The latest data on manufacturing employment provides a bit of encouragement for manufacturers that have been beleaguered by the global slowdown and pullbacks in the energy sector. The Bureau of Labor Statistics said that manufacturing employment rose by 29,000 in January, much stronger than expected at the start of the new year. It was the fourth consecutive monthly job gain and the strongest since November 2014, when manufacturing demand and production were growing more robustly than seen today. There are currently 12.36 million workers in the sector, with manufactures adding 903,000 more employees since the Great Recession. At the same time, it is important to note that employment growth has been quite soft for much of the past year, with the sector adding just 33,000 workers in 2015.
Durable and nondurable goods manufacturers both added more workers on net in January, up 17,000 and 12,000, respectively. Average weekly earnings for manufacturing employees rose from $1,036.52 in December to $1,042.33 in January. On a year-over-year basis, average weekly earnings have risen 1.8 percent since January 2015. Average weekly hours inched up from 40.6 hours to 40.7 hours for the month, with overtime hours unchanged at 3.3 hours.
In the larger economy, nonfarm payrolls increased by 151,000 workers in January. This was well below the consensus estimate of around 200,000, and the slowest pace of growth in four months. At the same time, the unemployment rate fell from 5.0 percent to 4.9 percent, its lowest level since February 2008. This was true even as the participation rate rose from 62.6 percent to 62.7 percent.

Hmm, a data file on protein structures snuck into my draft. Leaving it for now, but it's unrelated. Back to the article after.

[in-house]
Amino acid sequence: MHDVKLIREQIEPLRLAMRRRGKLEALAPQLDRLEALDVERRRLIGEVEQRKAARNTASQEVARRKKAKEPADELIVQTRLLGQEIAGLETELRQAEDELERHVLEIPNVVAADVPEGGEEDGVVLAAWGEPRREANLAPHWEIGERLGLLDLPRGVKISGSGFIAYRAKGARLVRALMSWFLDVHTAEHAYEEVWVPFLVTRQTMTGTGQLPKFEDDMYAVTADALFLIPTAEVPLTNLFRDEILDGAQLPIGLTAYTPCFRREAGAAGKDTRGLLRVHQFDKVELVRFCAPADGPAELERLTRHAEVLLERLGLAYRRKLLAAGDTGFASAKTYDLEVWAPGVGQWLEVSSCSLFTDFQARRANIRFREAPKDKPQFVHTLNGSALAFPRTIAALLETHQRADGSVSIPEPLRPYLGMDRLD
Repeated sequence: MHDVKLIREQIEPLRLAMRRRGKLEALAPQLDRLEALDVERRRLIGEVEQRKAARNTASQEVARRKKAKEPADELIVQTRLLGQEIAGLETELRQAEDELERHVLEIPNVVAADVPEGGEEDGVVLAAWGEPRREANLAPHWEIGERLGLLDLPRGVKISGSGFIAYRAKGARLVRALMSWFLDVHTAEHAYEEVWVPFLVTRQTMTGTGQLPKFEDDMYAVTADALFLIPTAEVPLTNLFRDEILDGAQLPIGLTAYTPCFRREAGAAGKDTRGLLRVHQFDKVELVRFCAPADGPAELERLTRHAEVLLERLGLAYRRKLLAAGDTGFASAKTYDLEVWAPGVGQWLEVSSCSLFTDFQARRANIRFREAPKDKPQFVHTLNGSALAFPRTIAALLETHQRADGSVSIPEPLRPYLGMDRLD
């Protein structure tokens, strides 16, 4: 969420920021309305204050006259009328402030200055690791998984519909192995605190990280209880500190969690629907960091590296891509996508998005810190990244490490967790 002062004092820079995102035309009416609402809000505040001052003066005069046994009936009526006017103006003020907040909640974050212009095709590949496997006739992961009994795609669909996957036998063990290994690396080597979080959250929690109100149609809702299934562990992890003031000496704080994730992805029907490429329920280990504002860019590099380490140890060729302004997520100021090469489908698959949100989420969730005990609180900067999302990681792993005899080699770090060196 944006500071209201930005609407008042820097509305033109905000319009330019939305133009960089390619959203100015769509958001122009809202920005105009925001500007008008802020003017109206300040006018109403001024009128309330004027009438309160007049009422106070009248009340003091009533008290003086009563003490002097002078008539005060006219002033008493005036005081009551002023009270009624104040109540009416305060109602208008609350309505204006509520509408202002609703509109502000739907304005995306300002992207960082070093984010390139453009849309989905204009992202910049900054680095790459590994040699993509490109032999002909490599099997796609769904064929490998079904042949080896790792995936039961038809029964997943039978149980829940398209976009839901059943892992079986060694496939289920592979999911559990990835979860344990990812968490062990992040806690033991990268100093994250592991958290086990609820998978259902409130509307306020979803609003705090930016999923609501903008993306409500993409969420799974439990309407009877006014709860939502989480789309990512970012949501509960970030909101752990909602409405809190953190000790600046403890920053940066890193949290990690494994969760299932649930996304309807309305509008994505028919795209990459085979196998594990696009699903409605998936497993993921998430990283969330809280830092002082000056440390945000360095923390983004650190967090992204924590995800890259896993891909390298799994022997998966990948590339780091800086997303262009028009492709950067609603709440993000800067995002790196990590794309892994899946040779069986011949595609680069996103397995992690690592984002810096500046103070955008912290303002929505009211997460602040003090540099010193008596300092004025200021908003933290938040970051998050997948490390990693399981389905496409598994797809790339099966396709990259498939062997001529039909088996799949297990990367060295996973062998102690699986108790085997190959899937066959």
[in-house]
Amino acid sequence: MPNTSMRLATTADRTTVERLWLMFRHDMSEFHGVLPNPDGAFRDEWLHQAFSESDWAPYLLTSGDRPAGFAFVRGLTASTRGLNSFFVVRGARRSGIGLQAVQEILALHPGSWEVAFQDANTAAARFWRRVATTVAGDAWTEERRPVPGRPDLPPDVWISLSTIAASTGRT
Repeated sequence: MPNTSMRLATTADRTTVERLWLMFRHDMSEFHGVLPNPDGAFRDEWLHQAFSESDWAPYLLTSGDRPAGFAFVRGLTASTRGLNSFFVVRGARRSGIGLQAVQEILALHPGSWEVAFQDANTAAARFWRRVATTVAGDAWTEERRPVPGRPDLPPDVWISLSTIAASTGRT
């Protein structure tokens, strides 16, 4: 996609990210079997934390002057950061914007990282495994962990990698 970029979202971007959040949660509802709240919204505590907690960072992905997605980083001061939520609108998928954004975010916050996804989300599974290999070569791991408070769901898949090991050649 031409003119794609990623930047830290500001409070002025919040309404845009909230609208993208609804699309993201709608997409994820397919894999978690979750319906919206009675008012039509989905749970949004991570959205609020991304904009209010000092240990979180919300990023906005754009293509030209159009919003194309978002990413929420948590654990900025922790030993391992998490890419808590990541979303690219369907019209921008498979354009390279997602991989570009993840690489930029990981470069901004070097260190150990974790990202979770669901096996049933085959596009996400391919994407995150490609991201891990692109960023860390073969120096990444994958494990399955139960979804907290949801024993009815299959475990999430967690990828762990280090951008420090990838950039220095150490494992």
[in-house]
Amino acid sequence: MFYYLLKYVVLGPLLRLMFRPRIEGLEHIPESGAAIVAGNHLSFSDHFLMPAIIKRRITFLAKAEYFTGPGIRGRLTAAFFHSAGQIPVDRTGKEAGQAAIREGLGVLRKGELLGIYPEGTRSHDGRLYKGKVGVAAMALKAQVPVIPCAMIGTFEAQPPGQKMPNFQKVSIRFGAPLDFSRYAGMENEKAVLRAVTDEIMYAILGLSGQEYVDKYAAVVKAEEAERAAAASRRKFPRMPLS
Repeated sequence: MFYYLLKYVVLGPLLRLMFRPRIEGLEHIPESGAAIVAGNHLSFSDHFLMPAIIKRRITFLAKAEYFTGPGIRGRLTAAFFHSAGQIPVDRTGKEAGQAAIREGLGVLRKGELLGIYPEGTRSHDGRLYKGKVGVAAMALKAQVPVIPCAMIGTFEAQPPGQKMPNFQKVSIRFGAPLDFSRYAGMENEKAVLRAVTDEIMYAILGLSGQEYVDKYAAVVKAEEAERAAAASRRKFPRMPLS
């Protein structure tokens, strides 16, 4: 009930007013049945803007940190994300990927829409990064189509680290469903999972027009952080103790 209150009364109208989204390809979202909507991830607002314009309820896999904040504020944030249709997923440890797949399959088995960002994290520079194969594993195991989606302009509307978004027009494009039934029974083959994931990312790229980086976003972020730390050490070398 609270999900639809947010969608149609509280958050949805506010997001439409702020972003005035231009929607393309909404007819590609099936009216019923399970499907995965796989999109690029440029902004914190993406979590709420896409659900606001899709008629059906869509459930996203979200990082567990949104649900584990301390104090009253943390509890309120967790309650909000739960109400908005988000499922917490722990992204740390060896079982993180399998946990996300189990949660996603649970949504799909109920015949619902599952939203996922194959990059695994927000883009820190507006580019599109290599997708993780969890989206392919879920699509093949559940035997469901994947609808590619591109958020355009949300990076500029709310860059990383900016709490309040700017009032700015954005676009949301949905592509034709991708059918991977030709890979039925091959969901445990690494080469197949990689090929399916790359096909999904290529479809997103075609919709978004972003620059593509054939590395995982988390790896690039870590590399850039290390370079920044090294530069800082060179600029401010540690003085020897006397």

Overall, this report provides mixed news for the labor market and larger economy. The stronger-than-expected gains in manufacturing employment provide a hint of optimism for a sector that has been hard-hit by global headwinds over the course of the past year, and the reduction in the unemployment rate suggests that the labor market continues to move in the right direction. Pro-manufacturing policies including those outlined in the NAM’s 2016 “Competing to Win” document will help ensure manufacturers continue to grow and compete.
This mixed message also likely complicates what the Federal Reserve will do at its March meeting. Recent softness in economic activity has strengthened the hand of those participants wanting to see better data before further raising short-term rates, likely pushing back an increase until April or June. Yet, the decline in the unemployment rate and surprisingly strong gains for manufacturing might seem to undercut that argument, providing signs of a possible turnaround. My guess is that the Federal Open Market Committee will shift its thinking to April or June, but if today’s numbers are the beginning of such a turnaround, March will once again be back on the table.
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